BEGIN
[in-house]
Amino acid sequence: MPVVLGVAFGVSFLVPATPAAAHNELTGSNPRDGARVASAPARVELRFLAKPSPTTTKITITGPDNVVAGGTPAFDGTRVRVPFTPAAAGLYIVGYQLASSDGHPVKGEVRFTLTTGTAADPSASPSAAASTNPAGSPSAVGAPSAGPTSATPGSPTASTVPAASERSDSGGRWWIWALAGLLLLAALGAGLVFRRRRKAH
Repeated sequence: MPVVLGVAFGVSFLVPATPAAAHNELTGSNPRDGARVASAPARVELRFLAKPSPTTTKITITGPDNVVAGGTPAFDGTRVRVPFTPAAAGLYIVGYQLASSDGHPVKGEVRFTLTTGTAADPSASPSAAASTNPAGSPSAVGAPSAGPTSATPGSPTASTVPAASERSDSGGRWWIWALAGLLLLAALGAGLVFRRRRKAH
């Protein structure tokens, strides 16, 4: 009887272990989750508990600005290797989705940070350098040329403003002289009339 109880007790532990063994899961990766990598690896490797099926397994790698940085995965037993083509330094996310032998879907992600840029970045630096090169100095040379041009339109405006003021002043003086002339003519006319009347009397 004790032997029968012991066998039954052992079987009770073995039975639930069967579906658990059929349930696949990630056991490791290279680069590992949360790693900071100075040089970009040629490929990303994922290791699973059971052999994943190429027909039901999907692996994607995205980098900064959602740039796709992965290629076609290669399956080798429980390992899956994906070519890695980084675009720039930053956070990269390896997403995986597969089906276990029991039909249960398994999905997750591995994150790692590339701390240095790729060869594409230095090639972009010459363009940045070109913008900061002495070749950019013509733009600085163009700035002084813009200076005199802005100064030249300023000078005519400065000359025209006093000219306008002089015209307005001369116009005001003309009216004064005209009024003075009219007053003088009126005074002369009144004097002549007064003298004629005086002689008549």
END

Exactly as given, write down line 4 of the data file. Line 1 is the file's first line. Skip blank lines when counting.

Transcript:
């Protein structure tokens, strides 16, 4: 009887272990989750508990600005290797989705940070350098040329403003002289009339 109880007790532990063994899961990766990598690896490797099926397994790698940085995965037993083509330094996310032998879907992600840029970045630096090169100095040379041009339109405006003021002043003086002339003519006319009347009397 004790032997029968012991066998039954052992079987009770073995039975639930069967579906658990059929349930696949990630056991490791290279680069590992949360790693900071100075040089970009040629490929990303994922290791699973059971052999994943190429027909039901999907692996994607995205980098900064959602740039796709992965290629076609290669399956080798429980390992899956994906070519890695980084675009720039930053956070990269390896997403995986597969089906276990029991039909249960398994999905997750591995994150790692590339701390240095790729060869594409230095090639972009010459363009940045070109913008900061002495070749950019013509733009600085163009700035002084813009200076005199802005100064030249300023000078005519400065000359025209006093000219306008002089015209307005001369116009005001003309009216004064005209009024003075009219007053003088009126005074002369009144004097002549007064003298004629005086002689008549």